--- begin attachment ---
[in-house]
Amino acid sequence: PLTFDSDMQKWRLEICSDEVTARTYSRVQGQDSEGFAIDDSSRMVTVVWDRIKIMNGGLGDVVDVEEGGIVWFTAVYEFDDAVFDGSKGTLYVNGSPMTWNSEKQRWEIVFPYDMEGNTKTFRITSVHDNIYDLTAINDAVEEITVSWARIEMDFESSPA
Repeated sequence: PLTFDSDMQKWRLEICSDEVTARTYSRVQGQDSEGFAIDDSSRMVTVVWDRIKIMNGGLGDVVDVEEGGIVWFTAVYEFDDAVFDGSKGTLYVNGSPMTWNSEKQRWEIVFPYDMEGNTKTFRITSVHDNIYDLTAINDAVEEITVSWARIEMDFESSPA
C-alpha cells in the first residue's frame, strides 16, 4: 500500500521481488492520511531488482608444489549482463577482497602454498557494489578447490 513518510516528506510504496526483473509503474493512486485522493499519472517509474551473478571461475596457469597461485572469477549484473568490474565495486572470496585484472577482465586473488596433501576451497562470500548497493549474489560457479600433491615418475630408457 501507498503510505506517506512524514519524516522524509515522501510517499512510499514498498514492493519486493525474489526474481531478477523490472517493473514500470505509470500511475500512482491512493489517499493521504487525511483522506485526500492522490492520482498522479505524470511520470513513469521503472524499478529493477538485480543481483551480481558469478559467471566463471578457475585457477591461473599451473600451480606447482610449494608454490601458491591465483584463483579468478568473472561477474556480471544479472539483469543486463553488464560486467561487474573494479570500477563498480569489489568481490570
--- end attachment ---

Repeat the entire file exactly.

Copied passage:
[in-house]
Amino acid sequence: PLTFDSDMQKWRLEICSDEVTARTYSRVQGQDSEGFAIDDSSRMVTVVWDRIKIMNGGLGDVVDVEEGGIVWFTAVYEFDDAVFDGSKGTLYVNGSPMTWNSEKQRWEIVFPYDMEGNTKTFRITSVHDNIYDLTAINDAVEEITVSWARIEMDFESSPA
Repeated sequence: PLTFDSDMQKWRLEICSDEVTARTYSRVQGQDSEGFAIDDSSRMVTVVWDRIKIMNGGLGDVVDVEEGGIVWFTAVYEFDDAVFDGSKGTLYVNGSPMTWNSEKQRWEIVFPYDMEGNTKTFRITSVHDNIYDLTAINDAVEEITVSWARIEMDFESSPA
C-alpha cells in the first residue's frame, strides 16, 4: 500500500521481488492520511531488482608444489549482463577482497602454498557494489578447490 513518510516528506510504496526483473509503474493512486485522493499519472517509474551473478571461475596457469597461485572469477549484473568490474565495486572470496585484472577482465586473488596433501576451497562470500548497493549474489560457479600433491615418475630408457 501507498503510505506517506512524514519524516522524509515522501510517499512510499514498498514492493519486493525474489526474481531478477523490472517493473514500470505509470500511475500512482491512493489517499493521504487525511483522506485526500492522490492520482498522479505524470511520470513513469521503472524499478529493477538485480543481483551480481558469478559467471566463471578457475585457477591461473599451473600451480606447482610449494608454490601458491591465483584463483579468478568473472561477474556480471544479472539483469543486463553488464560486467561487474573494479570500477563498480569489489568481490570